Traditional Owners, farmers, and community groups urge the next premier to prioritise making good on Labor’s repeated promises to protect Queensland’s Lake Eyre Basin by banning new oil and gas from Channel Country rivers and floodplains.
The call comes as Deputy Premier Steven Miles looks set to become the state’s next premier on Friday, and the Lake Eyre Basin Traditional Owner Alliance arrives in Brisbane this week, to call on the Queensland Government to fulfil its commitments to protect the Channel Country.
On the eve of the 2020 state election, Mr Miles wrote to Lock the Gate Alliance, noting the government had “made a commitment to ensure the protection of streams and floodplains in the Queensland section of the Lake Eyre Basin by returning the protections that existed in the Wild Rivers framework”. See letter here.
Since Labor was re-elected, the government has held meetings with stakeholders to inform how to best protect these rivers and floodplains. This year, the government received more than 20,000 submissions from the Queensland community supporting full protections of the floodplains from oil and gas developments.
However oil and gas companies like Santos have also been granted massive petroleum exploration tenements across the floodplains of the Channel Country.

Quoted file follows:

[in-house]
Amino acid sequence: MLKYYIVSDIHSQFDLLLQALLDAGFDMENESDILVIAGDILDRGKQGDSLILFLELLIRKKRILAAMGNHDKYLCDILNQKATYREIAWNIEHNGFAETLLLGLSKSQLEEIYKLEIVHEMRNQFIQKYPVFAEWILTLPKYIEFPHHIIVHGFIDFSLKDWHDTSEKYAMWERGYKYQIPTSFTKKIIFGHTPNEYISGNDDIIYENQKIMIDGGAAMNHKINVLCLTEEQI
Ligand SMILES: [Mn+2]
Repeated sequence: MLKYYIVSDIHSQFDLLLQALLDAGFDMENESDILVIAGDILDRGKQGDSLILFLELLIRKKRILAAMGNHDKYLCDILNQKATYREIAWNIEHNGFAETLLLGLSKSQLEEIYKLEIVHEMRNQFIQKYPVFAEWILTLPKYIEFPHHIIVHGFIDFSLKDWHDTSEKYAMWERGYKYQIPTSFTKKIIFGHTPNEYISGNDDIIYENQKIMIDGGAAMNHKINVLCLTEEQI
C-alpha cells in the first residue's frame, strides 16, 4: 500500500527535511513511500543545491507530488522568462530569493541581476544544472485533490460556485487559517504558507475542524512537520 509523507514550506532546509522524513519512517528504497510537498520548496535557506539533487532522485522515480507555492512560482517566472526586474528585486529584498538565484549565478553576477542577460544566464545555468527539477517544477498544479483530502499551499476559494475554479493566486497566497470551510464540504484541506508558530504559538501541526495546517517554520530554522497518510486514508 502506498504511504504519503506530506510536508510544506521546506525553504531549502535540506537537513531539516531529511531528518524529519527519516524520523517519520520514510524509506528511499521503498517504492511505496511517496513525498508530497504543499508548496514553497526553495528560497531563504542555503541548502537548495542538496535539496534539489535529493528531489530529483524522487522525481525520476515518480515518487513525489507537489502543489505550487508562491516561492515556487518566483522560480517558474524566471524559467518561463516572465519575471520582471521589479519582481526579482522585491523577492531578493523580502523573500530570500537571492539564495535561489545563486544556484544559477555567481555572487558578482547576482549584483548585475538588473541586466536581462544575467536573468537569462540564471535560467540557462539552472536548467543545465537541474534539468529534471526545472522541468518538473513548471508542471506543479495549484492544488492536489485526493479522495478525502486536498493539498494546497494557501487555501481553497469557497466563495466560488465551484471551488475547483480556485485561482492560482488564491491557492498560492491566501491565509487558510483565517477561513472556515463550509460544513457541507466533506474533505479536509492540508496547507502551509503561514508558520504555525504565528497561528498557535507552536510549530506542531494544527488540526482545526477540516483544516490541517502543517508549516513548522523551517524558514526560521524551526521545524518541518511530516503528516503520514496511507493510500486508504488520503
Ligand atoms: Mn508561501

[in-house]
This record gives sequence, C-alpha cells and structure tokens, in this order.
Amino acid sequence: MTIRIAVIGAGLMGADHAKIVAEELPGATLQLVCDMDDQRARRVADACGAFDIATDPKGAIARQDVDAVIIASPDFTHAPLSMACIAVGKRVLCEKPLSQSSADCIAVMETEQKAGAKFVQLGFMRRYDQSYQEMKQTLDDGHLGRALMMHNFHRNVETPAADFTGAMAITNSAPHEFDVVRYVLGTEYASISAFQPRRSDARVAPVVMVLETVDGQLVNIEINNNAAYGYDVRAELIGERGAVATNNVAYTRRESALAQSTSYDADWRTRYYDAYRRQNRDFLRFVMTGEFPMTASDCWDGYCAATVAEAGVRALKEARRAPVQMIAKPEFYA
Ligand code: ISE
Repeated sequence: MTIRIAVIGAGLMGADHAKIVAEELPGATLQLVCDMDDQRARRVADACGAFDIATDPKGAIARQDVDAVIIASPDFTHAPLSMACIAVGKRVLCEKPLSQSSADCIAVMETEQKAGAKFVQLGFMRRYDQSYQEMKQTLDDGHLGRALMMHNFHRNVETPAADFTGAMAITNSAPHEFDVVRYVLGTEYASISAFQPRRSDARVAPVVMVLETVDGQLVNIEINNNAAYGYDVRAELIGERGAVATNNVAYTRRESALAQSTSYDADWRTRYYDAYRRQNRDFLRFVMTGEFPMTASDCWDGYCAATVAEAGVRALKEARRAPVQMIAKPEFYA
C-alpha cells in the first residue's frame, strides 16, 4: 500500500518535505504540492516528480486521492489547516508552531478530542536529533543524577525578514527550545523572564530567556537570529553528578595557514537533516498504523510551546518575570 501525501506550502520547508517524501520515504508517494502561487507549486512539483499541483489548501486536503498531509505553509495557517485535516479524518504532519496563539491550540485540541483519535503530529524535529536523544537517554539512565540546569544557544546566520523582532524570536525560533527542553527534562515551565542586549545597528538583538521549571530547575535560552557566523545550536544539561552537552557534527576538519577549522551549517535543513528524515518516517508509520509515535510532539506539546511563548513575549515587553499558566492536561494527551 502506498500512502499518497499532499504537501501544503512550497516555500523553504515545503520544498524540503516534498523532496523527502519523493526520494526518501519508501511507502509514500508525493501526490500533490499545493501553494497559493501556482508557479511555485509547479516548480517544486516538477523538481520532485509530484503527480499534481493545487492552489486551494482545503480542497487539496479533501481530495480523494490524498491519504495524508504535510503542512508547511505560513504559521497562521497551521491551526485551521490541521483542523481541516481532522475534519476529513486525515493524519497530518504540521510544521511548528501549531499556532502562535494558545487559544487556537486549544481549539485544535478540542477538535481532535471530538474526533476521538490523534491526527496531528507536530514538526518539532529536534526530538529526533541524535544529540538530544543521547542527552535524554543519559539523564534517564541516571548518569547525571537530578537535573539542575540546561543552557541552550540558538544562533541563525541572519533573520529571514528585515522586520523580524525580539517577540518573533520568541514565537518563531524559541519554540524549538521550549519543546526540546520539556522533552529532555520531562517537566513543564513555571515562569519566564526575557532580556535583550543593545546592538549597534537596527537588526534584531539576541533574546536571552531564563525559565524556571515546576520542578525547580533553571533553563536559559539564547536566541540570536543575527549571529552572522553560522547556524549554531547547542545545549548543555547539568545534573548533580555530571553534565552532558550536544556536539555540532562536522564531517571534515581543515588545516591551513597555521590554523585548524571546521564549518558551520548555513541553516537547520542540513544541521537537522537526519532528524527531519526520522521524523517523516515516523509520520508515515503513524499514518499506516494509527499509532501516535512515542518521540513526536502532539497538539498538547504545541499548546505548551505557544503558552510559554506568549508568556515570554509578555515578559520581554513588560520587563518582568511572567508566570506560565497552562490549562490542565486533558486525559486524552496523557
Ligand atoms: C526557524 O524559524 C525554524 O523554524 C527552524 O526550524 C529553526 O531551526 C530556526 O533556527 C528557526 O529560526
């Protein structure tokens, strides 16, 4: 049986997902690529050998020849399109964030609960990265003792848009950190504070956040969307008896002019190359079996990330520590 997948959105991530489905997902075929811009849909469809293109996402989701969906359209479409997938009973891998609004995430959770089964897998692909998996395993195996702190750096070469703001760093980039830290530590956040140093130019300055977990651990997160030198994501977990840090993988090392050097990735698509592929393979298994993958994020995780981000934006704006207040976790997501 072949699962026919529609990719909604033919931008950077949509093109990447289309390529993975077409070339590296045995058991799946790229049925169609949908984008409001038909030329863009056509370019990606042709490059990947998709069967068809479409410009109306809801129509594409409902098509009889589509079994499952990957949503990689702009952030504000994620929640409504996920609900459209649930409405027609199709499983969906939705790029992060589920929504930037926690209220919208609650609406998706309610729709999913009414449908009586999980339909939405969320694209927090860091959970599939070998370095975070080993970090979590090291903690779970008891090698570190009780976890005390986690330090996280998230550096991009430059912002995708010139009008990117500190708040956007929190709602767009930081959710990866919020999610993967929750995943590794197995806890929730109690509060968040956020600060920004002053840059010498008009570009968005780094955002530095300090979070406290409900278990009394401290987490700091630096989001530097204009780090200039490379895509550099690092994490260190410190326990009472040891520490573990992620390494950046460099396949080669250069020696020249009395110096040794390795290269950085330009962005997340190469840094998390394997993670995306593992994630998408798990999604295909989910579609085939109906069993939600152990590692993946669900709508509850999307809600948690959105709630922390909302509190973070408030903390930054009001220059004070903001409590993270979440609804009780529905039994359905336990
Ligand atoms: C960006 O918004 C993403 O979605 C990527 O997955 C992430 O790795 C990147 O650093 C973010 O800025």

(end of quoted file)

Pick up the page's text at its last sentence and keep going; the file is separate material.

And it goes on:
Meanwhile, numerous scientific reports have revealed the damage existing oil and gas infrastructure has already inflicted on the floodplains, and warned of the bleak environmental consequences, should companies be permitted to expand and build new projects.
General Manager of the Mithaka Corporation and Traditional Owner Josh Gorringe said, “The Lake Eyre Basin Traditional Owner Alliance is in Brisbane this week, calling on the Queensland government to fulfil their commitment to protect the Channel Country.
“Protection for the Channel Country is long overdue and paramount for Australia. We don’t want to see fracking on the floodplains, because it will impact the waterbird dreaming. Fracking will impact this songline. This is our culture, and you can’t put a price on it.”
Jundah cattle grazier Ann Rayment said, “The Channel Country is home to some of the last relatively untouched, free flowing desert rivers on the planet.
”It’s a very flat landscape. When the water spreads across the low creek system it turns the land green and there are flowers everywhere. It’s not just a narrow creek system - it spreads out for kilometres.
“Allowing unconventional gas on the floodplains could affect a huge area, and many of the negative impacts of unconventional gas are potentially irreversible.”
Lock the Gate Alliance National Coordinator Ellen Roberts said, “In the lead up to each of the last three elections, Queensland Labor has promised to protect the rivers and floodplains of the Lake Eyre Basin.
“The community consultation process has now finished, and there has been an overwhelming response form Queenslanders who want to see this part of the state protected.
“We’re calling on Steven Miles to be the premier who finally protects some of the last flowing desert rivers in the world, and all the businesses and communities that they support, from oil and gas.”